Principles of Finance

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Professor:         Sara Robicheaux
Office Hours:     9:30-11:30am M&W or by appointment
Office:               Harbert 208                                         
Phone:              226-4828                            
Email:             srobiche@bsc.edu

Texts:  1) Fundamentals of Financial Management, Ninth Edition, Brigham and Houston; 2) How To Read A Financial Report, Fifth Edition, Tracy

Financial Calculator: It is essential that you have a financial calculator.  I suggest and use the Texas Instruments BA II Plus (about $30).  The authors’ of the book suggest the HP-10B.  If you buy that you must have the manual and learn how to operate it yourself.

Recommended Periodicals and Newspapers: Wall Street Journal, Economists, and Business Week. (Once you register online, most of the web editions are free)

Course Description: This course examines the theory and practice of corporate finance.  An introductory course in the principles of financial analysis directed at developing the tools necessary for sound financial decision making.  Major topics include an overview of the financial environment, valuation, financial forecasting, and capital budgeting.  

Course Objective: Finance is the cornerstone of the enterprise system.  General financial management is vitally important to the economic health of business firms and, hence, to the nation and world.  Because of its importance, finance should be thoroughly understood.  The course objective is to obtain a better understanding of general financial theory and financial management.

Student Expectations: Students are expected to read, comprehend and discuss the assigned chapter; be able to answer questions that appear in the chapter; and, work the assigned problems or cases for each chapter.  It is expected that students will have read the chapter before the class period in which it is discussed.  Students who are not prepared to present assigned problems or cases for each chapter or cannot answer questions in class regarding the assigned chapter will have their grade penalized accordingly.  

Attendance Policy: Excessive absences may adversely affect grade.  More than four absences are considered excessive.  Each additional absence may reduce grade by 10%.  The only excused absences are for official Birmingham-Southern College business.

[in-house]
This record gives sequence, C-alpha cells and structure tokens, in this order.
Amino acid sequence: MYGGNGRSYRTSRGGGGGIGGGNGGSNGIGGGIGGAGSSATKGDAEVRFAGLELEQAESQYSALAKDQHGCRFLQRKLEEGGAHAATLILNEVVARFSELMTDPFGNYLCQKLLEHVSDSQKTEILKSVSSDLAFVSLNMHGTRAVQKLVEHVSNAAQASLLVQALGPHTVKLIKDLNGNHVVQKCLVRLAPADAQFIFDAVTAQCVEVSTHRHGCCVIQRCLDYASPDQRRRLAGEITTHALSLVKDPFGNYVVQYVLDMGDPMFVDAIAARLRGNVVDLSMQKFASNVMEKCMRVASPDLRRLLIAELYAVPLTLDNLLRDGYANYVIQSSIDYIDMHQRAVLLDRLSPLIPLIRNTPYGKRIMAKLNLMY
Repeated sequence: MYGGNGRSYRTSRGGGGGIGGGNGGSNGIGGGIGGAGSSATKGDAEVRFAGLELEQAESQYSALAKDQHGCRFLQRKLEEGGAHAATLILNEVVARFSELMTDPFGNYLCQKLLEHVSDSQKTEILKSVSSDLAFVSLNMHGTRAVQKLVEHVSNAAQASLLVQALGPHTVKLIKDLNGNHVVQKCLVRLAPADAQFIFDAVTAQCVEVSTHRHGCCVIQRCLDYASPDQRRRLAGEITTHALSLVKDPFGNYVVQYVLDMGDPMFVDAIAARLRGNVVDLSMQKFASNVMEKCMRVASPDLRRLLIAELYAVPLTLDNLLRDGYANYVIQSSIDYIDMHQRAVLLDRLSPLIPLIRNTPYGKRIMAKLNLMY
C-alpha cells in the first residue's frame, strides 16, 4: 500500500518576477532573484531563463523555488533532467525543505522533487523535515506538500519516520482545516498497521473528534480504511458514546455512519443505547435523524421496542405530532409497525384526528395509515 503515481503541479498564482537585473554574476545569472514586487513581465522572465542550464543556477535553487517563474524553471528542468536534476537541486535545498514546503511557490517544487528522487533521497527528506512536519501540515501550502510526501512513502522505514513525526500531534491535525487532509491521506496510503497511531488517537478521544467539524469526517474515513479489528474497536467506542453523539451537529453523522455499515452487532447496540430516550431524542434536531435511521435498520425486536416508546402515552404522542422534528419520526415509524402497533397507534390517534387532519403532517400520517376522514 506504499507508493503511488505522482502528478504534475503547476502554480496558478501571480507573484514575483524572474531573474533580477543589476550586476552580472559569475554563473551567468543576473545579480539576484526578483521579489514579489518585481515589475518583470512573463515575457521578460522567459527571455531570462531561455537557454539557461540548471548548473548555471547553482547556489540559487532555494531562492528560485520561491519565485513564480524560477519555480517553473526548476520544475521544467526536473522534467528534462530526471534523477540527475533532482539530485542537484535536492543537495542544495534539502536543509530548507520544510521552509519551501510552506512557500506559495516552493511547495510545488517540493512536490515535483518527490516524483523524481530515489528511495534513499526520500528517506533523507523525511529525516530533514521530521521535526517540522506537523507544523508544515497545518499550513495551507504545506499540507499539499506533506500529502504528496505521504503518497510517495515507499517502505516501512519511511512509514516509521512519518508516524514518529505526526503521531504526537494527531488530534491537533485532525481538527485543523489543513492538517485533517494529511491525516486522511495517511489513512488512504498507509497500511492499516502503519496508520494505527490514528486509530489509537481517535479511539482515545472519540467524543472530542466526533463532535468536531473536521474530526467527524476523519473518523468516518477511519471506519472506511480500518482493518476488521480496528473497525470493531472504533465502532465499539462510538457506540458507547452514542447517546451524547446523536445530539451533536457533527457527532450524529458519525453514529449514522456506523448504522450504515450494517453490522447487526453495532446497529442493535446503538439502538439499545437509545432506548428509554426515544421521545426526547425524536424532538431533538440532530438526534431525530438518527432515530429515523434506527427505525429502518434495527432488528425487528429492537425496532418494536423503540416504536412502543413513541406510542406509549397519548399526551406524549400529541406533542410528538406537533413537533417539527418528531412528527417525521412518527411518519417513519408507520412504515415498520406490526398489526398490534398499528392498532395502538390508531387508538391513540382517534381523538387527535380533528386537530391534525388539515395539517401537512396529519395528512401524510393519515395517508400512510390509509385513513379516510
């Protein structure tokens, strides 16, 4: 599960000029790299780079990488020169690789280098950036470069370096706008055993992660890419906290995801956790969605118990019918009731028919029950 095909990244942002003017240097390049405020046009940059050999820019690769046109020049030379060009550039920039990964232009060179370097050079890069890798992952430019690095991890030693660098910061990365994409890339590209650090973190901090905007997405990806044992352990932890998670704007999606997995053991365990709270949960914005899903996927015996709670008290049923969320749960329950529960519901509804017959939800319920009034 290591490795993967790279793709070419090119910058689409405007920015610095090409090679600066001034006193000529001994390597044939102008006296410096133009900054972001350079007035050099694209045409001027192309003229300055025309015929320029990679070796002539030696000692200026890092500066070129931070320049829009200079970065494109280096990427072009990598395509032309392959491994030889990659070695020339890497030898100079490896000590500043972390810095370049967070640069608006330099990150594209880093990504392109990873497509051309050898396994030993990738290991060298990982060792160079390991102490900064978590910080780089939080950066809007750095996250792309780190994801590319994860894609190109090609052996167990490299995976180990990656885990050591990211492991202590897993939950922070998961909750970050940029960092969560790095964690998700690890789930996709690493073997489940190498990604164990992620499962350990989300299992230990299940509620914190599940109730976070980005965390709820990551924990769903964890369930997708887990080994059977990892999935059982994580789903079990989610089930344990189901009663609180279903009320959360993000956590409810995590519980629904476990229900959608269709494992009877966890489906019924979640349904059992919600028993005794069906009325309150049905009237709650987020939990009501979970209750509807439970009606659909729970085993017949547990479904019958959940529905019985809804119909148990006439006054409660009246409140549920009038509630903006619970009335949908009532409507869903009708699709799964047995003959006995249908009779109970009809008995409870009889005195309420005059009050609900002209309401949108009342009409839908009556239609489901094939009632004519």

Grading Policy:  Grades will be determined by total points received on participation, assignments, and exams.  Class attendance is strongly encouraged and will affect your participation grade.

Participation & Homework & Quizzes     15%

Midterm I (1-5)                                           20%

Midterm II (6-7)                                         20%

Midterm III (8-11)                                      20%

          Final Exam (Cumulative)                           25%                                    May 15, 6-9pm    

There will be no opportunities to make-up assignments.  I will not accept late homework and you may not makeup a missed quiz.  If you miss a midterm then your final exam will count 45% of your course grade. 

Mission Linked Goals for Division of Business

In support of the educational goals of the College, each of the majors offered through the Division of Business is based on two layers of student learning goals.  The first set, mission-linked goals, ties the learning outcome of the majors directly to the liberal arts mission of the College.  The mission-linked goals of the Division are:

Teamwork – to work productively with others
Decision-making – to analyze and synthesize the elements of a situation, general alternatives, and recommend a course of action
Critical Thinking – to gather, analyze and synthesize information and to identify misinformation, prejudice and one-sidedness
Communication skills – to make convincing arguments in both written and oral form
Global and cultural awareness – to think outside one’s own local contexts
Professional responsibility – to demonstrate appropriate professional demeanor and ethics
Independent learning – to organize one’s own research and learning
Interdisciplinary thinking – to integrate the breadth of one’s learning
Disciplinary depth – to gain competence in business administration, accounting, or economics
Technology – to gain experience in the use of relevant technology

 

The second set of student learning goals, disciplinary depth goals, defines the overall contents and skills expectations within each major.  The disciplinary depth goals are:

 

Students Completing the Accounting Major Should Understand:

The role of accounting in public and private companies and not-for-profit organizations
The language of accounting and its use in description events and transactions